Mike gleason 2012-04-25 20:20:10
The Case for Ghosts by J. Allan Danelek 2006 Llewellyn Worldwide
ISBN 0-7387-0865-8 238 pages Paperback $12.95 (U.S.) $15.95 (Canada)
Looking for a collection of spooky stories? Sorry about that, this book is
not for you. Hoping for a how-to manual for your next ghost-busting
experience? Once more you will be disappointed. Looking for a possible
explanation of how and why ghosts may exist? Okay, now you’ve found a book
for you. It doesn’t have all the answers. In fact, it doesn’t have ANY
answers. It does have theories; basic details on how to document your
experiences; and some really good food for thought.
Mr. Danelek offers some intriguing thoughts on how consciousness arises; how
it might survive physical death; how non-animate objects (aircraft, boats,
automobiles, etc.) might manifest as “ghosts”; and just generally opens the
field to investigation to multiple approaches. He offers a true skeptic’s
approach to the subject – he neither accepts the reality of ghosts
unconditionally, nor does he reject the possibility categorically. His
approach is basically that of “Convince me one way or the other.” He is not
a true believer, nor is he a debunker. He is an inquirer.
Mr. Danelek is not a professional paranormal investigator, nor is he a
professional debunker. He is a profession, however – a professional artist
and writer. This lack of a position to defend allows him to look at both
sides of the issue and offer common sense suggestions to both sides.
He does pose some interesting questions about the current crop of “ghost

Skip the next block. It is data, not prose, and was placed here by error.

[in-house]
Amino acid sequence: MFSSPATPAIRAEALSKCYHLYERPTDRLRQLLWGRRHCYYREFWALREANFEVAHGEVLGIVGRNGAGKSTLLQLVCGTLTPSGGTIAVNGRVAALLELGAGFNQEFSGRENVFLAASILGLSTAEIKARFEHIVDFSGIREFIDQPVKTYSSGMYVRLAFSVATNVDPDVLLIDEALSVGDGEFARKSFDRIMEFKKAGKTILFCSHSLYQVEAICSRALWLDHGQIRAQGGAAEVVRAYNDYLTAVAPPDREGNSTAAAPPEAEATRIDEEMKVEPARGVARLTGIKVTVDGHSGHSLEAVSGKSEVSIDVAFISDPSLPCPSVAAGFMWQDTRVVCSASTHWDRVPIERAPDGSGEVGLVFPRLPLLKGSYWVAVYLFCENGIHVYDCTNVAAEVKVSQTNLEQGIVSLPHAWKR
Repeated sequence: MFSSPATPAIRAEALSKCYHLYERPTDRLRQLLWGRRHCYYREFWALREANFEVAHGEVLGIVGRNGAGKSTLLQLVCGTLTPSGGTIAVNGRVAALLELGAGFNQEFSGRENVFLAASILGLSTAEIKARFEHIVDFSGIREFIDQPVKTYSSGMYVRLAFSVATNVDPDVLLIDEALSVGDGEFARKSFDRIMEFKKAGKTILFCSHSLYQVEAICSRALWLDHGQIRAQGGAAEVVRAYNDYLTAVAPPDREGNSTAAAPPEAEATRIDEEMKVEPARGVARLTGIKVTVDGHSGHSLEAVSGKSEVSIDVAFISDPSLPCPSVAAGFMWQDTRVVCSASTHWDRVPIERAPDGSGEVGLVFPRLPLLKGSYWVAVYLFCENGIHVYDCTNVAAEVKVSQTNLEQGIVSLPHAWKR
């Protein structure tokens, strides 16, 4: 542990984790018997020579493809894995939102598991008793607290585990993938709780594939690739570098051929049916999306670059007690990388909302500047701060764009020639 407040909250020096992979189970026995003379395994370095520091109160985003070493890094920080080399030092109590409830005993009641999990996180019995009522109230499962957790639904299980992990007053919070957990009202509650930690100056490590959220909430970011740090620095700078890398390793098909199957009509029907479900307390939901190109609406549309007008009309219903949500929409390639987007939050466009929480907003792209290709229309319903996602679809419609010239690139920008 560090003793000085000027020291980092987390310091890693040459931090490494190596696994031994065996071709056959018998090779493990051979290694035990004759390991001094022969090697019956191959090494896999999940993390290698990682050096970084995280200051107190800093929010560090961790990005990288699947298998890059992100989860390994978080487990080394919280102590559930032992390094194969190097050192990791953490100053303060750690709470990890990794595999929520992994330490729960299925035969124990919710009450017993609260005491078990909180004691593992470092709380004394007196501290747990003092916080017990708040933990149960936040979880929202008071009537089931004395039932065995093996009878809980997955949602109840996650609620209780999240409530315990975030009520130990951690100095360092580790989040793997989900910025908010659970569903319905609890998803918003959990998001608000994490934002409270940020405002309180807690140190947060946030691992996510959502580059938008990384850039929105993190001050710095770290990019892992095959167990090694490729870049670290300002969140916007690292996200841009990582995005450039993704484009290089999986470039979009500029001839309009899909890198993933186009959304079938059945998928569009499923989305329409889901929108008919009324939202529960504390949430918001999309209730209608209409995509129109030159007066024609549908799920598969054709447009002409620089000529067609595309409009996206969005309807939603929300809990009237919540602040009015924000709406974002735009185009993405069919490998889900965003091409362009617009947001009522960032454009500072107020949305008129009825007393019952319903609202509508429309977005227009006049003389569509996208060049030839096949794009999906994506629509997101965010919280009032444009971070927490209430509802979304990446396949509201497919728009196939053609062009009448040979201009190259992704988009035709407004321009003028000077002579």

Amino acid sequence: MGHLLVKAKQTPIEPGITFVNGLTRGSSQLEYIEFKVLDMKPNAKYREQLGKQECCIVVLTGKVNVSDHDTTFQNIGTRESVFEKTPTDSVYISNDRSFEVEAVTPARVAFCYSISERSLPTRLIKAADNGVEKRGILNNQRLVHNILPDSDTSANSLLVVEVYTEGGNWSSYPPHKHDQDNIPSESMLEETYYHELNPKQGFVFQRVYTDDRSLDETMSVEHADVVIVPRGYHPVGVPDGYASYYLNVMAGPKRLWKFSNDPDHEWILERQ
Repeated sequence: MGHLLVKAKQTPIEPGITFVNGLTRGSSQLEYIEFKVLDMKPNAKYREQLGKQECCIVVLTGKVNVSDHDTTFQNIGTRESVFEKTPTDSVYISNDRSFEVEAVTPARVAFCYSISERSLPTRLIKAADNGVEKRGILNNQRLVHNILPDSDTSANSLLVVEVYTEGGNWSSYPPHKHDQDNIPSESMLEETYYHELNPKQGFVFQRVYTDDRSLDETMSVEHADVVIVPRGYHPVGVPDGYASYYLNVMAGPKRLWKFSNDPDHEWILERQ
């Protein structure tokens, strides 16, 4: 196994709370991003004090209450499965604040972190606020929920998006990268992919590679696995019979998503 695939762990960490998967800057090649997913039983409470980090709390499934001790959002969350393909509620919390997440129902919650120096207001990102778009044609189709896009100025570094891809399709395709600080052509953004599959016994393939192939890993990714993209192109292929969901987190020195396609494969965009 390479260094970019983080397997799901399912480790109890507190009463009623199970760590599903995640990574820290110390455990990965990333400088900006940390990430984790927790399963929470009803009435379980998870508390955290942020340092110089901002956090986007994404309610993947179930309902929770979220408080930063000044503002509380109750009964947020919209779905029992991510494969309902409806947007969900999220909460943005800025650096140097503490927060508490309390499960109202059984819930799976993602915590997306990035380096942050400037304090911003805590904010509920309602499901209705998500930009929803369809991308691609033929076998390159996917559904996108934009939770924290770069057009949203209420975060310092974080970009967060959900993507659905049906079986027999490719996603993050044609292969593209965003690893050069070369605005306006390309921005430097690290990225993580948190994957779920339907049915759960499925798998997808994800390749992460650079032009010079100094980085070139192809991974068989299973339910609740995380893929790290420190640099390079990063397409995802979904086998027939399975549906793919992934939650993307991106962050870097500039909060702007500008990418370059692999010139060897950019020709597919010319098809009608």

hunters,” especially those who appear on television. If ghost sightings
“normally” (if you can use that term) occur in lighted rooms or during
daylight hours, who do so many of these people shoot their investigations at
night, using “night vision” equipment? It would seem more logical (although
less “spooky”) to do the hunting during the day when most incidents occur.
He does offer some intriguing possibilities about how to improve the chances
for encouraging a “ghostly” encounter.
Mr. Danelek has some obvious biases and attitudes regarding the reason for
“spiritual afterlife,” but he makes no attempt to disguise them. He clearly
identifies suppositions, suggestions, and other non-provable beliefs as just
that when they are brought into the discussion. He is very careful to avoid
categorical statements, while making a real effort to be fair in his
presentation. Hew may not agree with a particular premise (the existence of
a literal heaven or h***, for instance), but he is honest enough to admit
that there is no scientifically verifiable proof one way or the other.
There are a couple of pages of photographs illustrating common “sightings”
which show up on film, and how to “fake up” a ghost photo. These pages are
included simply as examples of what is out there, and have no intent of
debunking photographic evidence in general.
from a book on a controversial subject?